Technique Tuesdays: Altered Art

To a mixed-media artist, a book is a sculpture, a hinged tin is a shadow box, and a vintage spoon is a frame. Changing up a found or everyday item to create something unique is what altered art is all about, and the process is exciting and invigorating. Let these tips and techniques inspire you to think about familiar objects in new ways, so you can make your own masterpieces.

1. Anyone who’s done a remodel has undoubtedly come across laminate samples, those small rectangular tiles with a hole at the top. Nancy Ison had a bunch left over from a home project, and decided to repurpose them for a perpetual calendar. In the article “Perpetual Calendar Art” in the November/December 2016 issue of Cloth Paper Scissors magazine, the tiles are turned into altered art tags, each representing a day of the month. For this technique, start by adhering papers and/or fabrics to the tags using PVA, or paint them. When dry, trim away any overhanging pieces with scissors, and cut out the hole. Represent the numbered days in a variety of ways: pieces of tape measure, postage stamps, coins, bingo markers, die cuts, etc. Further embellish the tags with stamps, stencils, ribbon, ephemera, flowers, and more, always thinking about layers and textures. Laminate samples can also be altered and used for mixed-media jewelry, gift and luggage tags, covers for miniature books, and small collages.

Laminate tiles as altered art for a mixed-media perpetual calendar
Laminate tiles were turned into altered art for this mixed-media perpetual calendar. (Art by Nancy Ison, photo by Sharon White Photography)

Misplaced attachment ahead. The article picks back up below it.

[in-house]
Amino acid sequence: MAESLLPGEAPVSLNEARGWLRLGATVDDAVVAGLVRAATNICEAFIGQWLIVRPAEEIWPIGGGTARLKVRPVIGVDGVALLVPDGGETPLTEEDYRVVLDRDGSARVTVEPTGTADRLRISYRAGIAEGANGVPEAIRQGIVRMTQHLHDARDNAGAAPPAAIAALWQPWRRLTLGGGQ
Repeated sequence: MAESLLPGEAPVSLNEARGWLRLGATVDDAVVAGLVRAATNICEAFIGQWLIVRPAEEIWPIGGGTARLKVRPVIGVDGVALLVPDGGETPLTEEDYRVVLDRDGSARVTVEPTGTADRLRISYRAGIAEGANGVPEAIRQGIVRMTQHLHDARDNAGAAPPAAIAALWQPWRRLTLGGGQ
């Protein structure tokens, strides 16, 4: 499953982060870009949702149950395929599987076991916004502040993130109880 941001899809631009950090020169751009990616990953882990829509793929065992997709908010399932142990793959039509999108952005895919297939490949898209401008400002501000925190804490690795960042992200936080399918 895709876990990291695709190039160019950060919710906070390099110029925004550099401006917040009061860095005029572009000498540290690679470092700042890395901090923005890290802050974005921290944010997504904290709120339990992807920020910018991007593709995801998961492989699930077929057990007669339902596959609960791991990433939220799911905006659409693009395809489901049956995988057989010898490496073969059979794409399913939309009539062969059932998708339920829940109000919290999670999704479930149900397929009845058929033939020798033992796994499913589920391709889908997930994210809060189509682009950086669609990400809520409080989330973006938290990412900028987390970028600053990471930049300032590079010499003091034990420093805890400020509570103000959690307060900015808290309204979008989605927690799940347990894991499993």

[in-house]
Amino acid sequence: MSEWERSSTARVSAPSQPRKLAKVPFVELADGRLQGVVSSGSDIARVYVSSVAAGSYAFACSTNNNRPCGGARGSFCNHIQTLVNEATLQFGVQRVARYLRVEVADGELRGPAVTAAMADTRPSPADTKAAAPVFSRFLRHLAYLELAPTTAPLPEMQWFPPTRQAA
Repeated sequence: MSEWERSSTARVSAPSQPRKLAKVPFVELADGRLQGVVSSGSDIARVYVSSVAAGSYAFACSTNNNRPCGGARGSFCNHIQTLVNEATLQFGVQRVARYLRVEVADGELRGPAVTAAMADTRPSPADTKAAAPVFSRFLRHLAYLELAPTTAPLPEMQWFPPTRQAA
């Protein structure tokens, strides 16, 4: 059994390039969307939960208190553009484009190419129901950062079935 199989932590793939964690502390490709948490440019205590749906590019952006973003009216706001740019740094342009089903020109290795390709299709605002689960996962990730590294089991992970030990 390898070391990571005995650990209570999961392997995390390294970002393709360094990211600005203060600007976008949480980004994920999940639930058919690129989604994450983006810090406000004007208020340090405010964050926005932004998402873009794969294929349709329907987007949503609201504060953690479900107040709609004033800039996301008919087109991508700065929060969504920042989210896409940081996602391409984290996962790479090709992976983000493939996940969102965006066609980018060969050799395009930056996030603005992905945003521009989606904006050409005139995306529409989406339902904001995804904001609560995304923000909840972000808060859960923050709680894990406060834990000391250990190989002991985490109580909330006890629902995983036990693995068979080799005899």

2. If your favorite mug or cup seems a bit boring, alter it with Mehndi designs. Jill K. Berry did just that in the Summer 2015 issue of Zen Doodle Workshop magazine, using glass paint markers to turn a plain white cup into something special. To start, make sure the cup you’re working with is clean, and cut a piece of paper the height and circumference of the mug to define the image area. Sketch your design on paper, making sure it fits within the space. With a ceramic or glass marker, draw the outlines of the main images first, starting at the top of the cup and working downward. Bonus tip: When drawing on a curved surface, use short strokes and connect them, instead of drawing the entire outline at once. Add doodles within the outlines, and add extra flourishes as desired. Don’t forget the handle! Wipe off mistakes with a paper towel, then adjust with a cotton swab dampened with window cleaner or alcohol. Allow the paint to cure, and bake the cup in the oven according to the manufacturer’s directions.

Altered cup with Mehndi designs
Take a cup from boring to beautiful by altering it and adding Mehndi designs. (Art by Jill K. Berry, photo by Sharon White Photography)

3. A little bling brightens everything up, and that idea certainly applies to altered art. In the book Alternative Art Surfaces, Darlene Olivia McElroy and Sandra Duran Wilson add some bling to—wait for it—a baseball, covering it in gold leaf. In fact, the authors say that in putting gold leaf on an everyday object, “suddenly, you have something extraordinary. It could be a wishbone, an old Barbie doll, your old, dead paintbrushes—you get the idea.” To add the leaf, apply spray glue to an object. Spray lightly to avoid getting saturated areas that won’t get tacky enough to hold the leaf. When the glue is tacky, apply the metal leaf, which typically comes in sheets, and burnish it with a soft, dry paintbrush. Seal the object with a mineral spirits-based spray varnish.

Altered art featuring a gilded baseball
This gold-leafed piece features an altered baseball. (Art by Darlene Olivia McElroy and Sandra Duran Wilson)